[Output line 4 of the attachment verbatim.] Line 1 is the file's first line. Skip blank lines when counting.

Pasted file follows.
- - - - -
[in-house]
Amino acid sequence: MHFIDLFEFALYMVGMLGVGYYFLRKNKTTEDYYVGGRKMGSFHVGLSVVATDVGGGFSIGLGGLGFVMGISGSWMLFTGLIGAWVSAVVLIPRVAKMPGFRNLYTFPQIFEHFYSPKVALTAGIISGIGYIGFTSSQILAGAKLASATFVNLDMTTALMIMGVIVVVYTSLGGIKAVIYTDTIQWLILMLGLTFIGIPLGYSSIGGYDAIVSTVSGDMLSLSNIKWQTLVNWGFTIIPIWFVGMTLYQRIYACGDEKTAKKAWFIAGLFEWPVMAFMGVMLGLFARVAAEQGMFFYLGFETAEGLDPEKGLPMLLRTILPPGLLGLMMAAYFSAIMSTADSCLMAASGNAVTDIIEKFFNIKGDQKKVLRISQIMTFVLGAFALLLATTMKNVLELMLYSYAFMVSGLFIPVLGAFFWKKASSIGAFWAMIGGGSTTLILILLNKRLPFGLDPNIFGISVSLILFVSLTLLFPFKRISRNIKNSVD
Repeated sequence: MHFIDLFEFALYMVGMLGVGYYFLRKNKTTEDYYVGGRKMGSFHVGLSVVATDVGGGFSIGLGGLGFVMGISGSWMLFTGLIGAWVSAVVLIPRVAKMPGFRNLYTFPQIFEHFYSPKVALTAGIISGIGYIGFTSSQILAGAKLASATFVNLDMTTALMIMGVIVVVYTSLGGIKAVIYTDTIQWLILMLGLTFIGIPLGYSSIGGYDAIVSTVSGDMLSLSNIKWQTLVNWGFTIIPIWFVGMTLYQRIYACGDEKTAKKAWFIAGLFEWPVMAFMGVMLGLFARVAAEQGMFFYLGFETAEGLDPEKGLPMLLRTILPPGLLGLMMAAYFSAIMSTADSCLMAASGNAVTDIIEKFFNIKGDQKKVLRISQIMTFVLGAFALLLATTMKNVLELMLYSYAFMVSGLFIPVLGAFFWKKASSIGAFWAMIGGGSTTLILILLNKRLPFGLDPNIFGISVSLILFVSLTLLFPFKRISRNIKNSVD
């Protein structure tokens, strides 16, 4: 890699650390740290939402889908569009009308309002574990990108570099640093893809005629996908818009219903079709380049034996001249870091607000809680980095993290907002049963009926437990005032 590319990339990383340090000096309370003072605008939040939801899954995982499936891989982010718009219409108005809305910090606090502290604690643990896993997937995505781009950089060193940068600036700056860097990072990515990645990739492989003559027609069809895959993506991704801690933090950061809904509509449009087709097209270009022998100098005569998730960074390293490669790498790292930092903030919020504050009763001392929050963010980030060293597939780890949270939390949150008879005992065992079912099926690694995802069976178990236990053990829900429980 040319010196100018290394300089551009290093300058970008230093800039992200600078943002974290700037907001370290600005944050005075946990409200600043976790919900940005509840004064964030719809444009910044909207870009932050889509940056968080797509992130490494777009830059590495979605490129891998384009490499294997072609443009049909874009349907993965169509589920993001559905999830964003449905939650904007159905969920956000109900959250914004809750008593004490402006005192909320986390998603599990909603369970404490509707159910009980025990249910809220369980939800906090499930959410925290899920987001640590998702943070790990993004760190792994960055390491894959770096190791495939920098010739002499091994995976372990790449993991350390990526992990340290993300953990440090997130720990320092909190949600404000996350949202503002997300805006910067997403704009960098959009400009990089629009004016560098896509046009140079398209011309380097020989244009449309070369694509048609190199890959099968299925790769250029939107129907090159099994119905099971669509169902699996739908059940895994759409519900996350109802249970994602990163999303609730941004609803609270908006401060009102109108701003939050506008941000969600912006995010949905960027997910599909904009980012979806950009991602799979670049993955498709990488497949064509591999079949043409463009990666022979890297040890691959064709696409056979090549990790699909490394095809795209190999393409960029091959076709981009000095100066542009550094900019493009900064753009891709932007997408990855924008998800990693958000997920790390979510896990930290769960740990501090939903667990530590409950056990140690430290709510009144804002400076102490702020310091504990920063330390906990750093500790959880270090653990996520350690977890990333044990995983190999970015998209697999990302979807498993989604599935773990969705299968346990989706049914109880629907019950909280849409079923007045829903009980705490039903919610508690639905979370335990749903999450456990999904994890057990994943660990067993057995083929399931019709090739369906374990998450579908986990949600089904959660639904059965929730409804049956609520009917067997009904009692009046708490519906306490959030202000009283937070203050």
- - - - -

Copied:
């Protein structure tokens, strides 16, 4: 890699650390740290939402889908569009009308309002574990990108570099640093893809005629996908818009219903079709380049034996001249870091607000809680980095993290907002049963009926437990005032 590319990339990383340090000096309370003072605008939040939801899954995982499936891989982010718009219409108005809305910090606090502290604690643990896993997937995505781009950089060193940068600036700056860097990072990515990645990739492989003559027609069809895959993506991704801690933090950061809904509509449009087709097209270009022998100098005569998730960074390293490669790498790292930092903030919020504050009763001392929050963010980030060293597939780890949270939390949150008879005992065992079912099926690694995802069976178990236990053990829900429980 040319010196100018290394300089551009290093300058970008230093800039992200600078943002974290700037907001370290600005944050005075946990409200600043976790919900940005509840004064964030719809444009910044909207870009932050889509940056968080797509992130490494777009830059590495979605490129891998384009490499294997072609443009049909874009349907993965169509589920993001559905999830964003449905939650904007159905969920956000109900959250914004809750008593004490402006005192909320986390998603599990909603369970404490509707159910009980025990249910809220369980939800906090499930959410925290899920987001640590998702943070790990993004760190792994960055390491894959770096190791495939920098010739002499091994995976372990790449993991350390990526992990340290993300953990440090997130720990320092909190949600404000996350949202503002997300805006910067997403704009960098959009400009990089629009004016560098896509046009140079398209011309380097020989244009449309070369694509048609190199890959099968299925790769250029939107129907090159099994119905099971669509169902699996739908059940895994759409519900996350109802249970994602990163999303609730941004609803609270908006401060009102109108701003939050506008941000969600912006995010949905960027997910599909904009980012979806950009991602799979670049993955498709990488497949064509591999079949043409463009990666022979890297040890691959064709696409056979090549990790699909490394095809795209190999393409960029091959076709981009000095100066542009550094900019493009900064753009891709932007997408990855924008998800990693958000997920790390979510896990930290769960740990501090939903667990530590409950056990140690430290709510009144804002400076102490702020310091504990920063330390906990750093500790959880270090653990996520350690977890990333044990995983190999970015998209697999990302979807498993989604599935773990969705299968346990989706049914109880629907019950909280849409079923007045829903009980705490039903919610508690639905979370335990749903999450456990999904994890057990994943660990067993057995083929399931019709090739369906374990998450579908986990949600089904959660639904059965929730409804049956609520009917067997009904009692009046708490519906306490959030202000009283937070203050």